First blog of 2016 and I’m rolling out the big guns. This “issue” has affected virtually every writer who has ever existed at some point in their writing experience. It’s upsetting, distressing and can leave you in a rut for months if not years.

Do I have a solution?

Not directly, BUT, I would like to offer a different perspective. Thinking about it a different way has helped me to get through these moments a lot quicker.

The majority of time wasted in writing involves us making a decision.  I came to a full stop the other day when I had to name a new character. I wasted over an hour trawling through my facebook friends names and baby names and name generator sites until I got the answer. That’s a whole bunch of time wasted on one small issue. It would have been easier to stick a placeholder in and keep on writing.

Bigger decisions need a different approach. Consider you have put character X and Z into situation A and we want to move them to situation B. A and B might be a universe apart physically and/or conceptually, so the journey between the two needs to be seamless. The trouble comes when we don’t know how it happens. So we sit and stare at the screen and then go waste time on social media whining about writers block. None of which is going to help you fix the problem.

If you’re a plotter, the answer is easy, just keep writing down options and ideas until you find the one that fits best and then go write it.

For me, the only way I get out of this is by forcing myself to write. I’m not much of a plotter. I’ll make vague notes about certain key points that I want to hit over the course of a book, but the rest is pure flow. The solution is virtually the same, stop worrying about the how and just start writing. If the first thing you try doesn’t work then don’t be afraid to delete and start over. Frustrating as it may be, it’s part of the process, a necessary evil.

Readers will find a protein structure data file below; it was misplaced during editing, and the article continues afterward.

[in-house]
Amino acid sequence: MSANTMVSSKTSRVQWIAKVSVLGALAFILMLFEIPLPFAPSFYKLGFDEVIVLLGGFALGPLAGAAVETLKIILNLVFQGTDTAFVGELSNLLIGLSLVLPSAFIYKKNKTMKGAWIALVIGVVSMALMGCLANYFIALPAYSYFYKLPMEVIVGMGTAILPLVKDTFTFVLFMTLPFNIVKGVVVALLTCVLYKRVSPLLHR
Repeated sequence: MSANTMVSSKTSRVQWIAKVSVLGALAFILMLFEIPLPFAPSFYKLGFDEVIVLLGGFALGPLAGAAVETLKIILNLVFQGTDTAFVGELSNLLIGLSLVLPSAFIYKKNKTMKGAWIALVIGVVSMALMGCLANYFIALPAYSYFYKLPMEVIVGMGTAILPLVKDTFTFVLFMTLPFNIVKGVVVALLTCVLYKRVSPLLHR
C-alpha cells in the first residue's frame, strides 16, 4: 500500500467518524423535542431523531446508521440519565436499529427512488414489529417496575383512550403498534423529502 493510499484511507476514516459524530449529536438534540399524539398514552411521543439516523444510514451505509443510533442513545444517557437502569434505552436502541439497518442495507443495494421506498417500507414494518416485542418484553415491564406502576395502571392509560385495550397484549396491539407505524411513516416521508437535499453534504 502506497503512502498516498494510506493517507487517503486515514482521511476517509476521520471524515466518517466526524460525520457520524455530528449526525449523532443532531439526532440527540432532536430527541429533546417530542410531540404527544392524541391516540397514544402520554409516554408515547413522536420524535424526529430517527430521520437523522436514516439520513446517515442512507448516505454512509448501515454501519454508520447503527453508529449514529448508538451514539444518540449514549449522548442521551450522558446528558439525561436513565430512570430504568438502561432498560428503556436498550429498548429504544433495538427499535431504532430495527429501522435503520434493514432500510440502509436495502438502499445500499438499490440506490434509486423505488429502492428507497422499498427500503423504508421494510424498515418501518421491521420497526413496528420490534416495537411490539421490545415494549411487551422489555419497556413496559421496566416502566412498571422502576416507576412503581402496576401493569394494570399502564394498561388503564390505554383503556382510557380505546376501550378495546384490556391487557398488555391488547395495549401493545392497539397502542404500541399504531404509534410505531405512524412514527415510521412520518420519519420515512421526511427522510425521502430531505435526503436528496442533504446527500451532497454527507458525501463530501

Once you know WHAT you’re writing, the block will pass.


Write on!


Anyone can write. I don’t care if you have a low grade ability for English (or whatever language you speak), or if you’re dyslexic, or have a master’s degree in writing, all it takes to be a writer is imagination. The rest comes with time, patience and practice.

Not everyone can write successfully.

It’s a lonely profession. As much as there are writers forums and groups and we join and share our progress (or lack of) and discuss all manner of writery things, when it comes down to it, when we’re sat staring at a blank page or screen, the author is alone. Doubt creeps in through the little cracks in the corners. You can get to the end of a three hundred page epic and think, “boy, what a crock of shit and waste of time.”

You spend half your time with a crippling fear of failure and the other half worrying about success.  On occasion, when you’re not stressing over these things, you manage to drop a few words in. Writing is hard work. There are days when all the plotting you’ve done falls to pieces. When you realise you’ve got a gaping great hole in the middle - DESPAIR! There are times when you want your character to do something or go somewhere but you can’t seem to make it happen naturally – DISASTER! There are times when you realise the whole section you’ve spent ages writing needs to be cut completely taking your word count back to where you were three weeks ago – WHY DON’T I JUST QUIT NOW?

Writing is torture. It’s a horrid experience from start to finish with the occasional nice bit in the middle where everything goes right. It does very little for your self-esteem and while we spend hours daydreaming about being the next JK Rowling or Stephen King, the reality of our situation is dreadful. There are too many of us flooding the world, writing our hearts out. No matter how good you are, there will be many more who are better and even they struggle to make a success of it.

Why then, do we subject ourselves to it over and over? Are all authors would-be masochists? Possibly. Do we enjoy the suffering of the process? Not really. But you know what’s worse? Not writing.

I can’t not write. It’s like a drug. There are words inside my brain scratching to get out and if I don’t write them down then I feel sick. That doesn’t mean I write all the time, no matter how much I want to, there are times where I can’t write a thing. Those are the really bad times, when you want to write but for whatever reason, you just can’t. Writing impotence. Not fun. Writing hurts, but not writing is worse.

Blood sweat and tears are our bread and water. No-one tells you that. After all, who would dare admit to such pain and anguish?